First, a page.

Success Quotient is a weekly feature that appears every Friday in Firstpost, which looks at the pains and joys en route to success for a head honcho – whether a CEO, MD or an entrepreneur. The column looks at the ideas that helped launch a company, its highs and lows.
Excerpts from the conversation
You started engineering course early at 15 years of age. What were your goals?
I was a topper in school and finished school when I was 13 years old. I finished Class XII and got admission to engineering college when I was just 15. So I had to leave Aligarh, where I grew up, for a big city like Delhi and was alone there. I did my schooling with Hindi as the language of instruction. So, when I came to Delhi, I found it difficult to cope with English. I come from a lower middle class family – my father was a school teacher and the sole earning member. I have two elder sisters and a younger brother. Mother was a home-maker. So, for me, the goal while joining engineering college was to finish the course and take up a job that offered Rs 10,000 as salary. That was a big enough dream for a boy like me from Aligarh then.
When did that dream change?
In the initial days, when I started attending classes in engineering, I used to sit in the front bench. I had always sat in the front bench in school. That changed one day when the teacher asked me a question in English. I could not understand the question as I did not understand the language. After that day, I retreated to the back bench. I would be bullied by classmates. I was fortunate to be living in a hostel while in College. My friends there were quite protective about me. They helped me to be confident and stand up to others in class.
The 1990s were the time of the Internet. I used to read newspapers and magazines to learn English. In a magazine I read about Silicon Valley. I was intrigued. I spent time in the computer centre in college and dreamt of becoming a Sabeer Bhatia. I realised that instead of taking up a job, it would be better to create something in India.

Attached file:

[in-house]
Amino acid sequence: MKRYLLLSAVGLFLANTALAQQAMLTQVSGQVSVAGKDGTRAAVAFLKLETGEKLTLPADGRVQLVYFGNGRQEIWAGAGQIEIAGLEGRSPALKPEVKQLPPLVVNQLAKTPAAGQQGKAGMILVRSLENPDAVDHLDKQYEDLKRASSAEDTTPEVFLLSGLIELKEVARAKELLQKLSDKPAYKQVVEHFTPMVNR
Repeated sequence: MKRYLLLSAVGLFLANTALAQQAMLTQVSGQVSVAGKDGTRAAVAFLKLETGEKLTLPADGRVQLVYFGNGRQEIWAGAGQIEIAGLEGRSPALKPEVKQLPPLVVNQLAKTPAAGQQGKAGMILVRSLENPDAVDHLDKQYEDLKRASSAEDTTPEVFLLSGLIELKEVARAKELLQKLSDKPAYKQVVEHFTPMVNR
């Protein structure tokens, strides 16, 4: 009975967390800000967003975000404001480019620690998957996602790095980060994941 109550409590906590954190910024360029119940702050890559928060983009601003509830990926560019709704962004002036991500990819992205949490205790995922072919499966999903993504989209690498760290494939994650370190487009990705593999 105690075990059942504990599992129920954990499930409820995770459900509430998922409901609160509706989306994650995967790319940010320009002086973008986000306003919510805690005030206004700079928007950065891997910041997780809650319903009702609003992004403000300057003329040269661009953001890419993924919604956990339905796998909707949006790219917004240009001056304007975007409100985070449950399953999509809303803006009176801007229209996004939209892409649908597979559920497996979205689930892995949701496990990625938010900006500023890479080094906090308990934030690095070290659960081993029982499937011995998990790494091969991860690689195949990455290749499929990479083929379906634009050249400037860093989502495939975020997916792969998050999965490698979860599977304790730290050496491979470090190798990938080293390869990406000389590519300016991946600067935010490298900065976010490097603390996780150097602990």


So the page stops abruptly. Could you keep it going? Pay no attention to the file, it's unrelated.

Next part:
You started a company while in college.
Yes! To hell with these classes. I can build a company with the help of the Internet, I decided. During my third year, a batch mate, Harinder Takhar and I got together and built this company called Xs! Corporation. It was a web portal that offered web-guided services, including web directories, and was also a search engine. We got seed money worth Rs 20,000 from Individual Angel Investor, a New Mexico-based venture capital fund. We roped in two more of my batch mates into the venture. I finished college in 1998. Between February-May 1999, our turnover was Rs 50 lakhs! I sold the company in 1999 to Living Media India, which is now the India Today Group for half a million dollars and split the money between the four of us.
What did you do with the money?
The first thing I did was to buy a colour TV for my family. We did not have a TV. I surprised my mother by buying her saris. Father had taken loan to marry off my sisters. I was able to repay that. Finally, we were loan-free! I saved some of the money, too. My parents did not understand the work I was doing but they were glad I was doing well.
When did you start Paytm?
After selling the firm I worked for a while but soon got bored of it. I had Rs two lakhs and along with a colleague, Rajiv Shukla, co-founded One97 Communications Ltd, a mobile value-added services company. We decided to call it One97 as that was the directory enquiry service number of BSNL. Then 9/11 happened and the business crashed. My partner left. I had no money. I started using public transport, lived on two cups of tea — it was hard times again. My father asked me to take up a job. I was 25 years old and the family wanted me to get married. But no one was willing to marry me!
I took up a job as a consultant to sustain myself. With smartphones becoming popular, I decided to do something around it. I always wanted to impact people’s lives. So with Paytm, a mobile wallet, launched in December 2010, we have done away with plastic money. You can access Paytm through smartphones or on our website. At present, we have 50 million consumers doing 60 million transactions a month and would like to touch 100 million consumers until end-2015. We hope to touch 10 billion in 2016-17.
You have energy expending hobbies like bungee jumping, sky diving, river rafting.
Yes. I love speed. Everyone wants to do his best. However, I believe, it is the speed of execution that makes the difference. I love to live life in the fast lane. It is exhilarating to fall through the sky at 350 km per hour. I also listen to music, be it Norah Jones or Noor Jehan, rock, New Age, Cold Play. You can’t discriminate between music.
What do you dream of now?
I believe, If you are at it, you should get it. I believe in Aham Brahmasmi — I am the creator. I am of the opinion that life got better with mobile payments. Cash creates corruption in the economy. E-commerce can help to remove that. I dream of the day our company can help half a billion Indians.
Source : Firstpostdotcom